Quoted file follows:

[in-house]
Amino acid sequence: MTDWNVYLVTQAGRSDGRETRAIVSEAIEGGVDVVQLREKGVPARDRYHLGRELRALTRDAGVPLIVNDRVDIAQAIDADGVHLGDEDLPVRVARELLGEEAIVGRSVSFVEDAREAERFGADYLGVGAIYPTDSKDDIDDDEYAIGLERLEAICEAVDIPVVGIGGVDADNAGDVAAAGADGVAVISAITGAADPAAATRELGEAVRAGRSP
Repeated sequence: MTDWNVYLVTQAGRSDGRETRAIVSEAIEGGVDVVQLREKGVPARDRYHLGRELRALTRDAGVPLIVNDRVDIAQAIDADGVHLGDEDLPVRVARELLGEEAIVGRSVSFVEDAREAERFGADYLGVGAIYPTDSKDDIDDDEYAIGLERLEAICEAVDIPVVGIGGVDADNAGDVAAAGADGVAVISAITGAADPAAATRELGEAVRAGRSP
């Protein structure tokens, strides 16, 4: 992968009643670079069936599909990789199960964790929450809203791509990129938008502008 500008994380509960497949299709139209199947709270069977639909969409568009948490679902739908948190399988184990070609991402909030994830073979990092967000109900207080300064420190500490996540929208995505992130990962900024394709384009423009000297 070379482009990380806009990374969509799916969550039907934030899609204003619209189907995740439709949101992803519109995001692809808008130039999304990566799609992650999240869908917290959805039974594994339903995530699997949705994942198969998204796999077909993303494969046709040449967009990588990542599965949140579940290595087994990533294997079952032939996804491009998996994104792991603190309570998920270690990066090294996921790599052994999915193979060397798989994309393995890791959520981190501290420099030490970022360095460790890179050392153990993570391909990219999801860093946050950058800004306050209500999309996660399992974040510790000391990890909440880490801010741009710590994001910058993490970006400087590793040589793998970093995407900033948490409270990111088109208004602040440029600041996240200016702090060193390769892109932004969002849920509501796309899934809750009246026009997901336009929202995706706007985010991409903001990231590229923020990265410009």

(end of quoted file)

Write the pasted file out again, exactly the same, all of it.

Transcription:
[in-house]
Amino acid sequence: MTDWNVYLVTQAGRSDGRETRAIVSEAIEGGVDVVQLREKGVPARDRYHLGRELRALTRDAGVPLIVNDRVDIAQAIDADGVHLGDEDLPVRVARELLGEEAIVGRSVSFVEDAREAERFGADYLGVGAIYPTDSKDDIDDDEYAIGLERLEAICEAVDIPVVGIGGVDADNAGDVAAAGADGVAVISAITGAADPAAATRELGEAVRAGRSP
Repeated sequence: MTDWNVYLVTQAGRSDGRETRAIVSEAIEGGVDVVQLREKGVPARDRYHLGRELRALTRDAGVPLIVNDRVDIAQAIDADGVHLGDEDLPVRVARELLGEEAIVGRSVSFVEDAREAERFGADYLGVGAIYPTDSKDDIDDDEYAIGLERLEAICEAVDIPVVGIGGVDADNAGDVAAAGADGVAVISAITGAADPAAATRELGEAVRAGRSP
């Protein structure tokens, strides 16, 4: 992968009643670079069936599909990789199960964790929450809203791509990129938008502008 500008994380509960497949299709139209199947709270069977639909969409568009948490679902739908948190399988184990070609991402909030994830073979990092967000109900207080300064420190500490996540929208995505992130990962900024394709384009423009000297 070379482009990380806009990374969509799916969550039907934030899609204003619209189907995740439709949101992803519109995001692809808008130039999304990566799609992650999240869908917290959805039974594994339903995530699997949705994942198969998204796999077909993303494969046709040449967009990588990542599965949140579940290595087994990533294997079952032939996804491009998996994104792991603190309570998920270690990066090294996921790599052994999915193979060397798989994309393995890791959520981190501290420099030490970022360095460790890179050392153990993570391909990219999801860093946050950058800004306050209500999309996660399992974040510790000391990890909440880490801010741009710590994001910058993490970006400087590793040589793998970093995407900033948490409270990111088109208004602040440029600041996240200016702090060193390769892109932004969002849920509501796309899934809750009246026009997901336009929202995706706007985010991409903001990231590229923020990265410009």